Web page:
Thoughts on Writing
#31: This Is Not A Race
by Seanan McGuire
As always, and because it's good to explain yourself, here's our
expanded thought for the day:
Measuring your output against someone else's output is a game
with no winners at all. Maybe you write fast. Maybe you write slow.
Maybe you're somewhere in the middle. I can write an obscene number of
pages on a good day, and finish it off with a song and maybe a sonnet
or two. Another friend of mine considers herself to be doing amazingly
well if she finishes three pages in eight hours. Neither of us is doing
anything wrong. Some of the best books ever written took years to
finish; so did some of the worst. Write at your own pace, and know what
that pace is.
Everyone naturally moves at their own speed. Some of us are fast, some
of us are slow. Some of us are somewhere in the middle. Our quality
will often be determined by our natural comfort zone. Is it something
we can push out of? Is it something we should push
out of? Let's talk speed, why it matters, and why yours is no better
than mine. Ready? Good. Let's begin.
What Is Output?
For the sake of this essay, we're going to need a working definition of
"output." So, in order to allow us all to be thinking along the same
lines, we're going to say that "output" is any of the following:
* Text added to a project, either existing or new;
* Text revised or rewritten for an existing project;
* Outlines or detailed proposals written for a new project.
Basically, anything that generates text or forces
you to actively review existing text is considered
"output" for the purposes of today's discussion. These things take
time, and how much time they take is going to vary from person to
person. I'm not counting "processing edits" or "entering revisions" as
part of the output process, as these are more data-entry than
composition a lot of the time. If your edit-entry differs, feel free to
consider that as output. Nobody's grading anybody here. In fact, that's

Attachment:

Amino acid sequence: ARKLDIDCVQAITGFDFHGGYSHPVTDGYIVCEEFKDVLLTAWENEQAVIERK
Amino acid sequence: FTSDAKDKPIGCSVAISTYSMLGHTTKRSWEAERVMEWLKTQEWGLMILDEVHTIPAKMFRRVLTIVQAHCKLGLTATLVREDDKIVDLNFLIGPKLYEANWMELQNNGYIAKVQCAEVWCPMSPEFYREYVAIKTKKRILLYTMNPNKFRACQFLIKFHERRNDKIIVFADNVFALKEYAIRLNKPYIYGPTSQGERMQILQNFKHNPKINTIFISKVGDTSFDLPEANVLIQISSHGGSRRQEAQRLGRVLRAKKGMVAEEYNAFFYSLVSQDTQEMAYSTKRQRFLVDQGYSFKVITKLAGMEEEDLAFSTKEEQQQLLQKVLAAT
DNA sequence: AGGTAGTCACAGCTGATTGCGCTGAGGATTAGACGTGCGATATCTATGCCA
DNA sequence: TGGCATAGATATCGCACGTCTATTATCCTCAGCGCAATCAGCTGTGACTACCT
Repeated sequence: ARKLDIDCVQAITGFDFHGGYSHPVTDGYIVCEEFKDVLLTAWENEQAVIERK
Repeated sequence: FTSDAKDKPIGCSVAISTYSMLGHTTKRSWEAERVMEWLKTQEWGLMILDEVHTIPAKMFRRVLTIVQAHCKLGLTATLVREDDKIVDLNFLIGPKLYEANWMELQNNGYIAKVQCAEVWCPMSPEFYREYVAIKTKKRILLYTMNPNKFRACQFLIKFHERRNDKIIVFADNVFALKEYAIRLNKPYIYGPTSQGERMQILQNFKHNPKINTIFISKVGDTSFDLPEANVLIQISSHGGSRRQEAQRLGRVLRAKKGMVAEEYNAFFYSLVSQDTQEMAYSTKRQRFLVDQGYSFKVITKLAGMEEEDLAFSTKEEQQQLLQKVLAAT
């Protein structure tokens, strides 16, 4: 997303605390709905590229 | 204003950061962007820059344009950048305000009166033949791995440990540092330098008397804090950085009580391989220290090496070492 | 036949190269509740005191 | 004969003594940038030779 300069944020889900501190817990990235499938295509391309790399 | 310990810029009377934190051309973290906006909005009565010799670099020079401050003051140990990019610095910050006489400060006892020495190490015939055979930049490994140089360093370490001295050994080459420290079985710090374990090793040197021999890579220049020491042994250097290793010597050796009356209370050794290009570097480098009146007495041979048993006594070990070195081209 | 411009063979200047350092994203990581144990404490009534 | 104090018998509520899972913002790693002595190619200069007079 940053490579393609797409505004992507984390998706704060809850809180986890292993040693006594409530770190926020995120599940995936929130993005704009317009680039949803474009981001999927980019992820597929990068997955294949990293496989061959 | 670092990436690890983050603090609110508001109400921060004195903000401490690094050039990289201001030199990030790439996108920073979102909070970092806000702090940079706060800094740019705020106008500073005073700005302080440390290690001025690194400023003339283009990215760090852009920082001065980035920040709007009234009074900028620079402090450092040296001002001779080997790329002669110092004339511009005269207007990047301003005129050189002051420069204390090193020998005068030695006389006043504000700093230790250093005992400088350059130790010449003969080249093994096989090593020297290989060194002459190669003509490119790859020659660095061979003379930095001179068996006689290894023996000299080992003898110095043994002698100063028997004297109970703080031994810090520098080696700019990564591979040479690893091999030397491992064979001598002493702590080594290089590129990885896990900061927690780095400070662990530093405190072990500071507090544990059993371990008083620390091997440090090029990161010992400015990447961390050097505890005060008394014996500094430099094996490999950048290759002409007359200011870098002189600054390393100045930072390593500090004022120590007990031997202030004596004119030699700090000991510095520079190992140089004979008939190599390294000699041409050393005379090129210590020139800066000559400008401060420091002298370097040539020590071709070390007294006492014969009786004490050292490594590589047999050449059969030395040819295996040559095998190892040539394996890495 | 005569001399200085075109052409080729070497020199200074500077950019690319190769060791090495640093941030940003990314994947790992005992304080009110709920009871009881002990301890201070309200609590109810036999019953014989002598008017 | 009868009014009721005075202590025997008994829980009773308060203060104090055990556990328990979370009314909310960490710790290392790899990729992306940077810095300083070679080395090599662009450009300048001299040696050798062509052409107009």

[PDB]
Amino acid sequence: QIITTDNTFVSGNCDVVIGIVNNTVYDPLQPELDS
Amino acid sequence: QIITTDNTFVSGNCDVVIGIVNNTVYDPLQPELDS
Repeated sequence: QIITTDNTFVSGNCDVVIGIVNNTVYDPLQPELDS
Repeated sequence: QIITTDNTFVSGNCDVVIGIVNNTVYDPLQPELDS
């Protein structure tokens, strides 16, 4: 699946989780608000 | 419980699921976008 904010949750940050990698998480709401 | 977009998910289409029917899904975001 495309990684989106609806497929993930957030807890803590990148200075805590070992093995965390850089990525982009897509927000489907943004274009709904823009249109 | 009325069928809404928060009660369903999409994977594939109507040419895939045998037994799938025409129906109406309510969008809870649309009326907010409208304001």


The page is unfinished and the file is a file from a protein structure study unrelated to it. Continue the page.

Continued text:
a lot of the point.
There are people who reliably cranky out short stories in an evening,
novellas in a weekend, or novels in a month. This is terrifying.
Stephen King says that if you can't finish a book in "the span of a
season," it's probably not a book that wants to be written...and when
you consider that some of his books could be used as murder weapons,
this says some pretty scary things about the man's daily output. When
Meg was serving as Bard of the Mists, I regularly saw her produce
incredibly intricate works of structured poetry in the time it would
take most people to come up with a rhyme for "cat." These are some
extreme examples of speed.
There are people who take ten years to finish a draft. Not to finish a
book, with all its associate revisions, rewrites, edits, and agonies:
the first draft. I used to take poetry classes with a girl named
Crystal, who was a fantastic poet, and finished approximately one
sonnet every six weeks. She was never going to lead the pack for
quantity, but she was definitely at the head of the class for quality.
Some people work for twenty years, dilligently, and never actually
reach the end of their first manuscript. These, too, are some extreme
examples of speed.
So Which Is Better?
If you're fast, you're going to encounter people who'll tell you that
quality always suffers in the face of quantity. You're going to
encounter people who will swear that your speed means you can't
possibly be any good, because no one can be both fast and accurate.
You're going to encounter people who call you a hack, because all true
art takes time. Are these things occasionally true? Yes, they can be.
Sometimes a rush job is worse than no job at all; sometimes people who
move quickly miss mistakes because they're not willing to stop and
review; sometimes people work at high speeds just because they don't
give a crap. These things are not, however, universally
true. Try not to let them hurt your feelings.
If you're slow, you're going to encounter people who won't believe that